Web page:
I actually agree. Though he doesn’t help himself or his credibility by going on television and describing the temp of the earth a few kilometers down in the “millions” of degrees. Like he’s putting his own “KICK ME” sign on his own back.

  29. 229
    Frank says:

    Note the ambiguities in the only scientific part of the article: “The world needs to take steps to limit temperature rises to 2C, an aim that will require global emissions to peak and begin falling within the next 5-10 years. A bigger rise of 3-4C — the smallest increase we can prudently expect to follow inaction — ” Is this 2 degC above present day temperatures or above pre-industrial temperatures? Emissions reductions need to be much greater (2-fold?) for the latter objective than the former. What do they mean by “prudent”? Is it “prudent” to take out an expensive insurance policy against the possibility that climate sensitivity is greater than 3 for doubled carbon dioxide? (Developing countries aren’t going to buy such an “insurance policy” unless the developed world pays all of the cost.) Or is it prudent because 90% of climate change scenarios cost far more than emission reductions? Is the goal of 85% reduction “prudent” and why? IMO, it would be prudent to take action appropriate for a climate sensitivity of 2 and increase our measures when we are more certain what the future holds. For example, after temperature has been returned to rising at the expected 0.2 degC/decade.

  30. 230
    hello says:

    Re the “trick” discussion – yes, it’s commonly used to mean “an elegant shortcut”. But, keep in mind, a shortcut that’s demonstrably identical to the longer solution, via mathematical proof, algorithmic equivalence, etc.

    This usage demands that the correct answer already be known, and shown to be accurate.

    So Phil Jones means “we already know that the temperature is spiking, and this is just a trick to show that without having to go through all the effort we’ve already gone through.” Yet what’s being discussed is a visual graph. If there’s another graph that shows this, where’s the need for a “trick”? Why the need to, as he says, “hide the decline”? Where exactly is the right answer already shown – and why not graph that data?

    Doesn’t hold up, gents – brownie points for effort, though!

  31. 231

    Buckaroo Banzai asks,

    … an online debate promoted by something (I think it was NAS, but may have been other thing, even British), in a bulletin board format, a single topic? (Well, much like blog comments too, but with only one post) It went only for a certain time limit, then it was closed.

    Sounds like Potential Energy, from the UK Institute of Physics back in 2006.

    (How fire can be domesticated)

  32. 232
    SecularAnimist says:

    Alex J wrote: “But at this point, I think humanity will pretty much deserve what it gets.”

    Be that as it may, humans are not the only sentient beings on Earth.
    The rest of the biosphere surely doesn’t “deserve” what we humans are inflicting on this planet.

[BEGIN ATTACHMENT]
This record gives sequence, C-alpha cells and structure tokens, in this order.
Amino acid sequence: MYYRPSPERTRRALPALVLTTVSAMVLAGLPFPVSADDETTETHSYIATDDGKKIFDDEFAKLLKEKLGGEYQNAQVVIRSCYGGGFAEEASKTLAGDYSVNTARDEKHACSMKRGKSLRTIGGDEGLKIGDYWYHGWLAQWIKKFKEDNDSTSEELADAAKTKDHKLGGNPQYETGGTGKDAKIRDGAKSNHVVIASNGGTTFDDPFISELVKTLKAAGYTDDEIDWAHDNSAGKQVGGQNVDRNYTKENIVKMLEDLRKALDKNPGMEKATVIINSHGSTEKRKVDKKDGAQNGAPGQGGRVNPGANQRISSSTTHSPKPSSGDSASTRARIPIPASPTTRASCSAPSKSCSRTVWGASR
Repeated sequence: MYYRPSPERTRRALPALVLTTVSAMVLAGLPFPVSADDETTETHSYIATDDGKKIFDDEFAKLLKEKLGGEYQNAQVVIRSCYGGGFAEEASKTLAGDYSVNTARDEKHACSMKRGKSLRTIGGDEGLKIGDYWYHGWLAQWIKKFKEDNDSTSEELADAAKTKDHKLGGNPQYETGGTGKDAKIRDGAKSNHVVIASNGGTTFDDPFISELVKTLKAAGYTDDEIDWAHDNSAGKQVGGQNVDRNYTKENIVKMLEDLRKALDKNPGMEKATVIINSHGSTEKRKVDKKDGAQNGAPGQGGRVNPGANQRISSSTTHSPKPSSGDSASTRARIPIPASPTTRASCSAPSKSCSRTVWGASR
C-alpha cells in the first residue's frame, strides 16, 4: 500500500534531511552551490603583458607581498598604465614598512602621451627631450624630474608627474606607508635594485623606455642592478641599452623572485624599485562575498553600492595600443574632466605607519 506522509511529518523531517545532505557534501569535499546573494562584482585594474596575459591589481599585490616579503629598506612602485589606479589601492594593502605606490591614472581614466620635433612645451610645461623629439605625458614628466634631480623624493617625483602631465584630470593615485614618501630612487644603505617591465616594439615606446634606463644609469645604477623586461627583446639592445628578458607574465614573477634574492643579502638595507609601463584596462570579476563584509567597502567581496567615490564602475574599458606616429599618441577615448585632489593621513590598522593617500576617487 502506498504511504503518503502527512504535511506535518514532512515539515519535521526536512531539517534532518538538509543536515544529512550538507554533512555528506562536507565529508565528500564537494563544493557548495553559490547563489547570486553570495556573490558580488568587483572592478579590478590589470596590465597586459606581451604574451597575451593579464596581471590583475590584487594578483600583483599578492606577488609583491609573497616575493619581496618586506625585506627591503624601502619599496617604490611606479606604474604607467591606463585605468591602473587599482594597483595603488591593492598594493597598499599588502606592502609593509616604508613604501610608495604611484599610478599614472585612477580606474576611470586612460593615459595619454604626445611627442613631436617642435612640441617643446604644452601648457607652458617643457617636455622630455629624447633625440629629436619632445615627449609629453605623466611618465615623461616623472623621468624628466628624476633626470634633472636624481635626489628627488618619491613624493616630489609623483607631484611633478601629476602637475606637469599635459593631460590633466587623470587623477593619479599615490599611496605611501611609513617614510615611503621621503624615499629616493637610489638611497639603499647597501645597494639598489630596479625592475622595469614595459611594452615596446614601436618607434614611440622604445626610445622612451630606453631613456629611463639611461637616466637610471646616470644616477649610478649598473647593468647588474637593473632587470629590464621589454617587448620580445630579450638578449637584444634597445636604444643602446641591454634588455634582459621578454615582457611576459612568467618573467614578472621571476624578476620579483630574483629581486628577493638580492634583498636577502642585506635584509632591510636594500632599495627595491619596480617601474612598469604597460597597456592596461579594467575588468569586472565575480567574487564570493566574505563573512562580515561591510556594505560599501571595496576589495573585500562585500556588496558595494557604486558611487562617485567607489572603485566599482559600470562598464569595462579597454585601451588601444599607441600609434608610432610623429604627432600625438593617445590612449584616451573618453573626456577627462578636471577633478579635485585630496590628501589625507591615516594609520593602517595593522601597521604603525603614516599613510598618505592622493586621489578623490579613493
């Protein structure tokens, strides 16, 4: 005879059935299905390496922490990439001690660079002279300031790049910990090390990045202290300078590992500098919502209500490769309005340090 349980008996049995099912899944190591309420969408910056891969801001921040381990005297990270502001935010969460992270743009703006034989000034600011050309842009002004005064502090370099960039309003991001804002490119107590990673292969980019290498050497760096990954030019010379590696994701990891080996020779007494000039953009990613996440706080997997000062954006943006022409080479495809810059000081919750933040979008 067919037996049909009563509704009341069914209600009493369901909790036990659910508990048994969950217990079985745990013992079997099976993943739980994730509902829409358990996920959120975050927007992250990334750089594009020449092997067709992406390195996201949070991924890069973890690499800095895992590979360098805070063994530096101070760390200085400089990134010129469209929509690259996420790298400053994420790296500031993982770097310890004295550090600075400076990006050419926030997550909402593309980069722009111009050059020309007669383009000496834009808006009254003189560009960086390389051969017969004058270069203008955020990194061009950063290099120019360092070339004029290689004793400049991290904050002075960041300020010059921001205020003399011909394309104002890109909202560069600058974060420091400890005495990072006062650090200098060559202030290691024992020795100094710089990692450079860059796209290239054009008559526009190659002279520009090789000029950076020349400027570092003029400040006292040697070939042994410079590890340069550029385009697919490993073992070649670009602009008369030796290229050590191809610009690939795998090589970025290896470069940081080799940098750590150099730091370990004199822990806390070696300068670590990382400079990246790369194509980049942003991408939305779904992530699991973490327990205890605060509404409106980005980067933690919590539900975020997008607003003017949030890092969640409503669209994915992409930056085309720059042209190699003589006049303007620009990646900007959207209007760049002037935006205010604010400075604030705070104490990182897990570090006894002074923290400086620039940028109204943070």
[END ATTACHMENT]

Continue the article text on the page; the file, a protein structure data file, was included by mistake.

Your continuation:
33. 233
    Paul Beckwith says:

    Global climate change should really be called Global Ocean Change. Ocean acidification and stratification with a doubling of dead zones each decade(some now due to ocean warming instead of fertilizer run-off) is one of the most worrying climate issues and could lead to Canfield Oceans that no longer support life (as in the Permian extinction).

    With political will the world mobilized to face the threat of World War II very quickly; with a similar mobilization to slow down and reverse climate change we can hopefully prevent the worst of the projected effects. I do not think this political change will happen until the world can clearly see an unambiguous negative effect due to climate change, such as an Arctic with no ice in a few short years (followed by an accelerated warming). Even the “average Joe” will see that something is amiss in the world…

  34. 234
    Lyle says:

    RE #193 good you have put your money…
    I have looked at solar and it does a 20 year payout where I live (Tx) which is a bit long (also local pud doesn’t go for this solar stuff, 1 house in town has it). I don’t irrigate at all, believing native vegetation should be able to survive what mother nature throws at us. The last drought in Tx was not as bad as the 1950 one. Actually there is an idea I have had, take the battery pack for a plug in hybrid out of the car, put it in a box in the house, and use it to load shave. Size it for say a 24 hour power failure to run essential services (refrigerator and freezer and a couple of lights). Above that charge the box at night, and either power the house or sell back to the grid at peak times. Building home boxes would increase the volume and bring the costs down for plug in hybrids as well.

  35. 235
    Patrick 027 says:

    Re 216, Vendicar Decarian – that was a nice verbal trick!

  36. 236
    Skip Smith says:

    @168. Hi Gavin, let’s try again. The quote you said addresses the divergence issue is:

    “There is evidence, for example, that high latitude tree-ring density variations have changed in their response to temperature in recent decades, associated with possible nonclimatic factors (Briffa et al., 1998a).”

    They’re being deliberately vague here. “Changed” in what way? How could anyone who didn’t already know about the divergence issue read that and know what it was supposed to mean?

    I’m not saying the IPCC was “unaware” of the divergence issue. I’m saying the IPCC was deliberately obscuring the issue.